On the Road With Goth Babe
Griff Washburn—better known by his stage name Goth Babe—is who we turn to for mellow and fuzzy tunes. He lives the life we daydream about—living out his camper truck up in the Pacific Northwest, always surfing, climbing, and writing music—and his style reflects this vagabond, sun-soaked adventure. We caught up with him just after the release of his newest EP, Mt. Hood.
Give me a crash course on Goth Babe. I know you’re from Tennessee, but how did you get into music? What did that journey look like for you?
Yeah, I did. I grew up in Memphis. It’s kind of a strange place to break into music and be a full-time musician. Then, I ended up doing a year of college at a school an hour south of Nashville, but since I kept driving almost every day to Nashville, I decided to drop out and pursue music from there. Eventually, I moved to Brooklyn but didn’t really get my music career going again until I moved out to LA.
[Modeling] did not pay the bills, but I’m glad because I wouldn’t have chased the guitar if it did.
Was it hard chasing the New York music scene in Brooklyn?
You know, I kind of gave up on that when I was in Brooklyn. Someone hit me up on Instagram and offered me a modeling gig, so I took them up on it. I did a shoot for Calvin Klein, and they flew me around. So I was like, “Oh, I’m gonna try the model thing,” which I'm really glad it didn’t work out. I got booted from the shoot—which was awesome because where I'm sitting now is better.
That's funny. I mean, hey, whatever pays the bills, right?
Yeah, that’s right. I mean, it did not pay the bills, but I’m glad for that because I wouldn’t have chased the guitar if it did.
You live in a camper truck, so you’re literally on the road. What was the catalyst for choosing this lifestyle?
Oh, man. I was living in Brooklyn in 2016 and I just like really hated working from the minute I got up, and then getting home and just going to bed. Then a bunch of professional surfers came to Brooklyn to promote one of their movies, and I remember looking at them and thinking, “They can do whatever they want, and they have sponsorships and they can make money while roaming about.” Long story short, I put a few pieces together and decided to move to L.A, make a cot in the back of my old Ford Explorer, and live out of that while pursuing music.
Long story short, I put a few pieces together and decided to move to L.A, make a cot in the back of my old Ford Explorer, and live out of that while pursuing music.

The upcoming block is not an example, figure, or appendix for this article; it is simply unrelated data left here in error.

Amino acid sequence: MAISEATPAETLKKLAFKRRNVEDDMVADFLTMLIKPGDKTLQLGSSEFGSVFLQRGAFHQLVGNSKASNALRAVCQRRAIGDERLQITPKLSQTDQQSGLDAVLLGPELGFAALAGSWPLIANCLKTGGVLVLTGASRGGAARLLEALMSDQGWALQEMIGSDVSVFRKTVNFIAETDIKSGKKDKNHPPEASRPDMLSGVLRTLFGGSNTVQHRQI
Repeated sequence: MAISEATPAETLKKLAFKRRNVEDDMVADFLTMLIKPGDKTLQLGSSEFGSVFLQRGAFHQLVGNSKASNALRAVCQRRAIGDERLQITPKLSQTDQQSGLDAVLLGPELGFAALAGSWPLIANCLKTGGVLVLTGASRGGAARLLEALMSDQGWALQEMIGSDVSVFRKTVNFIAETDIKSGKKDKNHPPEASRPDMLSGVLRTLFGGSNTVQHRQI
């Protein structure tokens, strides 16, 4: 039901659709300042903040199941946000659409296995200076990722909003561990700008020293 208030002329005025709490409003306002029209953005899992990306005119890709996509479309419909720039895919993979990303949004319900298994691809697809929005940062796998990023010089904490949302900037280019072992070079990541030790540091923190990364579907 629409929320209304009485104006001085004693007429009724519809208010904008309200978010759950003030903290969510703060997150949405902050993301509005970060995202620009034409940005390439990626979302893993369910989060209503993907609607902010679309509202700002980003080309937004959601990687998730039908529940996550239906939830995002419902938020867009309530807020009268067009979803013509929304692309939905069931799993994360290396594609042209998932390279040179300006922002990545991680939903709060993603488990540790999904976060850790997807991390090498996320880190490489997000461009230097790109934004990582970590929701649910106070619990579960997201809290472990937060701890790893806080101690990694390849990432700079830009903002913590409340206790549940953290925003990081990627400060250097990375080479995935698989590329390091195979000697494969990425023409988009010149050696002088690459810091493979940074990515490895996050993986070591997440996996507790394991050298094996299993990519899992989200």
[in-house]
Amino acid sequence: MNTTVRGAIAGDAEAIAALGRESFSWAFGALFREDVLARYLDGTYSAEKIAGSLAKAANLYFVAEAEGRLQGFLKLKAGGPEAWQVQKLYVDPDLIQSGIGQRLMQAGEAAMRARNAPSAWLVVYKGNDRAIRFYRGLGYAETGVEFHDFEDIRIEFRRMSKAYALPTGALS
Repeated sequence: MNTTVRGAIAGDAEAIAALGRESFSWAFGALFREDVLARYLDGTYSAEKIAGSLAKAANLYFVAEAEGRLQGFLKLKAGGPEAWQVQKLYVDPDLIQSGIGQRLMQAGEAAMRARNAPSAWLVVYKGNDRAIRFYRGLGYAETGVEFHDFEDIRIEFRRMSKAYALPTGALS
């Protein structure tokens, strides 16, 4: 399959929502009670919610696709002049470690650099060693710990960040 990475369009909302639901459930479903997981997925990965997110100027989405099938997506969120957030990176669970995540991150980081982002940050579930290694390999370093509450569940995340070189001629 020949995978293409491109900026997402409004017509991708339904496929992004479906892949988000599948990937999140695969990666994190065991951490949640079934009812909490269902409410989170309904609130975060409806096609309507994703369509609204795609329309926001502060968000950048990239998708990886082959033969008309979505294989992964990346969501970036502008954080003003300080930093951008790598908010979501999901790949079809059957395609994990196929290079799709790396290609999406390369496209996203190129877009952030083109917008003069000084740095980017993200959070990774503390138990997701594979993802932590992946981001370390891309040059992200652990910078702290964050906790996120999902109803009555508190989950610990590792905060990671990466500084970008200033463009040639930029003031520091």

Sounds a little easier said than done, how did you scrape together the cash to make this happen while making a name for yourself in the music industry?
Well, I walked dogs to make extra money, but if you lower your standard of living, you can kind of do whatever you want. Like get rid of that luxury apartment, fancy car, and all the unnecessary stuff, and you can do whatever you want. When the music began to take off, I was like, “Whoa, I don’t have to walk dogs anymore.” It kept gaining momentum, and I was able to make some upgrades.
So I got a truck, and a camper and built it out with solar power, and added a wood-burning stove. It looks like a cabin, so we call it “The Lodge.” Then I adopted my dog, Sadie, from a rough situation. And I hadn’t seen anything north of San Francisco, so I decided to just kick up and leave for the Pacific Northwest.
And you’re still up there, right?
Yeah, we just stuck around and bought a small plot of land (all grass with a little gate) in Oregon where I can park the truck and have a home base for a little while. I have a little garden and a shed for my motorcycles, and a place to park my truck when I’m in town. It’s like a stationary home, but I can back out, you know?
It’s awesome. It’s like endless inspiration. I don’t have any excuses to have writer’s block.
So other than pursuing music, what do you do with that freedom?
Whenever I want, I can go down to the beach or East Oregon—anywhere the truck will take me. I love to surf and climb and ride dirt bikes. And I love working on my motorcycles. Tuning up my bikes and doing transmission work is strangely really peaceful.
How does this lifestyle affect your creative process? It’s certainly different from recording in your college dorm room and living in Brooklyn.
It’s awesome. It’s like endless inspiration. I don’t have any excuses to have writer’s block because, if I’m writing a song on my little piece of land in Portland with my truck and just can’t get inspiration there, I can just back the truck out and go to the coast or go to the mountains and crack the windows, and there’s a perfect place to write music.
If you’re always on the road, how do you record your music?
Since the truck is my home, I record everything from the camper. Really wherever I am in the country, I can record. With the solar power running the “studio,” a mini keyboard, a MacBook, and an interface, and a microphone, I’m able to make music anywhere.
Why don’t you tell us about your latest EP, Mt. Hood?
Yeah, Mt. Hood was one of the first places I visited when I came to Oregon, and though it’s a very popular place, it somehow feels untouched. It’s a very special place that just gives you this feeling of home—almost a motherly-feeling. Mt. Hood is where I spend a lot of my time during the writing process in general, so this latest EP is an homage to that area and its natural beauty. The next series of EPs are going to be based on other beautiful areas either in America or overseas—look out for a new EP to be released every season or so.